September 23, 1914
In St. John’s and the surrounding area in September 1914 residents were very aware of the military training exercises taking place in Pleasantville in order to prepare the volunteers of the Newfoundland Regiment for Foreign Service.
Young men had gathered from all over the colony, at Pleasantville on the shores of Quidi Vidi Lake, in a hastily constructed tent city to train to fight for “King and Country’. The public was fascinated by what was happing at the camp and the local media were only too happy to report on the smallest details.
The Pleasantville camp had been established on September 2 with government, businesses, and private citizens donating the tents. Other shelters for the men of the Newfoundland Regiment were made from sails taken from vessels in St. John’s harbour.
On September 23, 1914 the St. John’s newspaper, The Evening Telegram reported:
“Yesterday afternoon (September 22, 1914) a squad of the Volunteers went country wards and engaged in skirmishing and marching in double quick time. The lads, who had their rifles with them, covered the different hills and woods from Virginia to the top of Signal Hill.”
There were in the hills and woods about St. John’s approximately 600 volunteers. The young men were all determined that they would be chosen for Foreign Service. They were also aware that the work of selecting would begin in the following week.
The reporter also noted that: “While the Volunteers were going through some various evolutions yesterday at the camp grounds some excellent photos of them were taken.” 100 years later, many of these photographs that were taken by (Lieut.) R.P Holloway are on exhibit at The Rooms. (see “From Recreation to Military Installation”. Level 2 Atrium, The Rooms.) Lieut. R. P. Holloway was later named the official photographer for the First Newfoundland Regiment.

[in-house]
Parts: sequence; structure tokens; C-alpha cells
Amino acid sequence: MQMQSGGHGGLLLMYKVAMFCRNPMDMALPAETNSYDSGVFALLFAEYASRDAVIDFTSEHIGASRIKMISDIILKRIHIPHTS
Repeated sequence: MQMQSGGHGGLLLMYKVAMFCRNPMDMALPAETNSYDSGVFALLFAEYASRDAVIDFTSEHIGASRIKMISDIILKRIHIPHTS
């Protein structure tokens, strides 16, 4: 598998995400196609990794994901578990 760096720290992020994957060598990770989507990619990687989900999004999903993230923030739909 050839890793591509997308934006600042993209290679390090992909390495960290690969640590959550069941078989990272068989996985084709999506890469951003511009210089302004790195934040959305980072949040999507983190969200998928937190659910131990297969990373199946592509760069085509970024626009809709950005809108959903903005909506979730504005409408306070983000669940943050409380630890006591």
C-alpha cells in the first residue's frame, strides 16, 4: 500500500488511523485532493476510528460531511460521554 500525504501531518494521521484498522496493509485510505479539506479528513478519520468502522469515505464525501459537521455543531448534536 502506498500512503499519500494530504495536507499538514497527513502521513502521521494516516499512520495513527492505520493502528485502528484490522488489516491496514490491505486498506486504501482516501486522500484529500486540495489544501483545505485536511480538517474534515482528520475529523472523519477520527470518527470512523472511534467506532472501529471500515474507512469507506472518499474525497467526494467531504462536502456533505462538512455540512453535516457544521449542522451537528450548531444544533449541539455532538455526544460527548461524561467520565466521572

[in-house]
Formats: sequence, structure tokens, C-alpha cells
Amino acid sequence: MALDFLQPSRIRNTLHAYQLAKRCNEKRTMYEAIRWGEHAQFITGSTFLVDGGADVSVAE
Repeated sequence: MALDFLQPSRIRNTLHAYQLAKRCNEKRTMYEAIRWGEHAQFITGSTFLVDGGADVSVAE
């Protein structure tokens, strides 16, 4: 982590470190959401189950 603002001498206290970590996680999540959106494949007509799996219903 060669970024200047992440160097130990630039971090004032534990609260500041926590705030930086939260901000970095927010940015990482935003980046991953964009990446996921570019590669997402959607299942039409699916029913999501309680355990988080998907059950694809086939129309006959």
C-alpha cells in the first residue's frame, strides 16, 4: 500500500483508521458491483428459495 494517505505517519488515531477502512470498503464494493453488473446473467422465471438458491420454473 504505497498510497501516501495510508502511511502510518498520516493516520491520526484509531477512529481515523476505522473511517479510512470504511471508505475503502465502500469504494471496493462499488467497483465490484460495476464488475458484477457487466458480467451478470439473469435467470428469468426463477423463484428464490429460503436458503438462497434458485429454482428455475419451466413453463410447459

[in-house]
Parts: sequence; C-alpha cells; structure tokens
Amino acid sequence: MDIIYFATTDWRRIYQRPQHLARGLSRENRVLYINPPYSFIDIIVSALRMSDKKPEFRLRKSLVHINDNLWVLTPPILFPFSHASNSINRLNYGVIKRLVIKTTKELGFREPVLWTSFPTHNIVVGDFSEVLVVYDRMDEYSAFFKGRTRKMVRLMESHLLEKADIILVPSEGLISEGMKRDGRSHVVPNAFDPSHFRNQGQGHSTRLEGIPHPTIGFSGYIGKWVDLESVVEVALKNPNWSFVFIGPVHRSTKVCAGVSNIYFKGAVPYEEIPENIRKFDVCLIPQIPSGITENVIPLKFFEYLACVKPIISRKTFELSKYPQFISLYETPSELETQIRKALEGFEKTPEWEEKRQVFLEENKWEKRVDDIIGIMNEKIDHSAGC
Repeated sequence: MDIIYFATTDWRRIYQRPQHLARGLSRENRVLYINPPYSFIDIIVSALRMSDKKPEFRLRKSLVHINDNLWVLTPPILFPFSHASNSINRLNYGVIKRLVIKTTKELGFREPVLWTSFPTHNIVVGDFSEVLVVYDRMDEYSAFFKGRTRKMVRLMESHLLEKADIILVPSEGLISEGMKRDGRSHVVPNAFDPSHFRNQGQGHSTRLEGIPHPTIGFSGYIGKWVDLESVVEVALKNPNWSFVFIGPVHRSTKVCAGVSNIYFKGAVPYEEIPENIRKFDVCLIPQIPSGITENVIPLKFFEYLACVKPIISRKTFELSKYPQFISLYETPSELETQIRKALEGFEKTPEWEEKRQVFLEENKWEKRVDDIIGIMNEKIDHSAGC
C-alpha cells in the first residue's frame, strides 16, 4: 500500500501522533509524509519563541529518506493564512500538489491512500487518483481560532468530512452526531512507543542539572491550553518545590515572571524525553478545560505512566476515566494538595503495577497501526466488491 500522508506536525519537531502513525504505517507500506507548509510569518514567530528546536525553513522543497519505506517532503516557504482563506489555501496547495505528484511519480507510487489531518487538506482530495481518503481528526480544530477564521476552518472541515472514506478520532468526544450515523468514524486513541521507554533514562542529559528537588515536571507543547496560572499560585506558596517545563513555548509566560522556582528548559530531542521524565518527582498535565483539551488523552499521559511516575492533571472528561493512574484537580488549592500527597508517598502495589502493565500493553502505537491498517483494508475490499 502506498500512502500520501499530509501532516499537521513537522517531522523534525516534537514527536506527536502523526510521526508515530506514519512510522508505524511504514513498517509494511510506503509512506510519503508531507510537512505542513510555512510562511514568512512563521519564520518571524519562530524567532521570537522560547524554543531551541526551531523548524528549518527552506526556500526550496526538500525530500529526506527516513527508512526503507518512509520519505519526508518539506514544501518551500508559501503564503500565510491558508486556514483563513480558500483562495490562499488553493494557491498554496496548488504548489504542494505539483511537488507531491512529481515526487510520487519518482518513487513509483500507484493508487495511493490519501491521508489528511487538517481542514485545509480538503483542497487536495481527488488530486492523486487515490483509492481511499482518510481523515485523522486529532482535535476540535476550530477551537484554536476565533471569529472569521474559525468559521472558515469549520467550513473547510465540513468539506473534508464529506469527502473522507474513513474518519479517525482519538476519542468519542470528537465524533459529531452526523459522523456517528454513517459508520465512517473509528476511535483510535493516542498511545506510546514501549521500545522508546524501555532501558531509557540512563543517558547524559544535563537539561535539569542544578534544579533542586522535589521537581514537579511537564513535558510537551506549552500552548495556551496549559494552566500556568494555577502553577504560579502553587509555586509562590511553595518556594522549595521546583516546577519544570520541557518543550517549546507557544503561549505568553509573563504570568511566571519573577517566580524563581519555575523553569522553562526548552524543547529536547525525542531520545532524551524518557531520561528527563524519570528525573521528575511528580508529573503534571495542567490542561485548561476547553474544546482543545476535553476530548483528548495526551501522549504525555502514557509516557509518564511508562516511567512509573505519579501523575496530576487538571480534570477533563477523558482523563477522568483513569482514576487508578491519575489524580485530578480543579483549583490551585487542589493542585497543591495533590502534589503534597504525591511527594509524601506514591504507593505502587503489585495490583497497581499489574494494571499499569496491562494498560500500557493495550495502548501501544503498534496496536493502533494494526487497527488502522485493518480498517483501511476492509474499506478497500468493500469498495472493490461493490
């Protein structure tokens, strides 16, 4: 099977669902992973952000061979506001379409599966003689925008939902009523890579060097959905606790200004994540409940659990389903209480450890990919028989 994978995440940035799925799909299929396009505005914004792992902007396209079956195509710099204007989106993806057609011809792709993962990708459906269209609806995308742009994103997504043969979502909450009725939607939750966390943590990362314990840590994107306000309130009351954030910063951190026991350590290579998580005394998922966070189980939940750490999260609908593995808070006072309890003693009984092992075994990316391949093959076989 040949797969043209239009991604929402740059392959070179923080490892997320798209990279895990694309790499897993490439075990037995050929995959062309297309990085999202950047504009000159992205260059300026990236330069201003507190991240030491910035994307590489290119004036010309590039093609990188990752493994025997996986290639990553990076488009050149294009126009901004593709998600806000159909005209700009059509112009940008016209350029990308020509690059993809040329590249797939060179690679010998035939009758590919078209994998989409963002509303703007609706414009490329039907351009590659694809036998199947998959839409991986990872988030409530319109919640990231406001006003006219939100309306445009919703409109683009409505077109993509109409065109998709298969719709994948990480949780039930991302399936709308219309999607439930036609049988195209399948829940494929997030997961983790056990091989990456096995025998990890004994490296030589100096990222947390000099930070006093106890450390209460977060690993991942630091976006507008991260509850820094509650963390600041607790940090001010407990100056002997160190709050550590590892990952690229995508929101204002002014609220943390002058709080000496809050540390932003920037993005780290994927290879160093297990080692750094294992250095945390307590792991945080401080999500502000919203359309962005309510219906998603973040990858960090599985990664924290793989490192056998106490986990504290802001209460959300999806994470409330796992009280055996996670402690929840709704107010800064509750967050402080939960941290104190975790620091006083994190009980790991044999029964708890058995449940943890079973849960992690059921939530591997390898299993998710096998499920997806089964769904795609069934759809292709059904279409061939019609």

After a month of training, the First Five Hundred (537 soldiers), also known as the Blue Puttees, were ready to head overseas. On October 3, 1914, they marched from their training camp to board the SS Florizel, a steamer and sealing vessel that had been converted into a troopship. They were cheered on by a large gathering of citizens. The next day, the troops began their journey overseas.
Recommended Archival Collection: “Distinguished Service: the Royal Newfoundland Regiment in the Great War”, this on line exhibition documents the lives and experiences of the province’s soldiers and aims to encourage interest in research on the Royal Newfoundland Regiment. The service records of the First 500 and others are available at the Provincial Archives at The Rooms. Many of the service records (but not all) are on line at http://www.therooms.ca/regiment/part1_entering_the_great_war.asp
Recommended Exhibit: Pleasantville: From Recreation to Military Installation. Level 2 Atrium Pleasantville before the First World War was the site of the St. John’s cricket grounds. With the declaration of war, Pleasantville quickly emerged as a tent city, the home of the storied “First 500”. It was here that the First Newfoundland Regiment recruits began preliminary military training during the months of September and October of 1914. This exhibition highlights some of the activities and training of the Blue Puttees up to their embarkation on the SS Florizel for overseas service.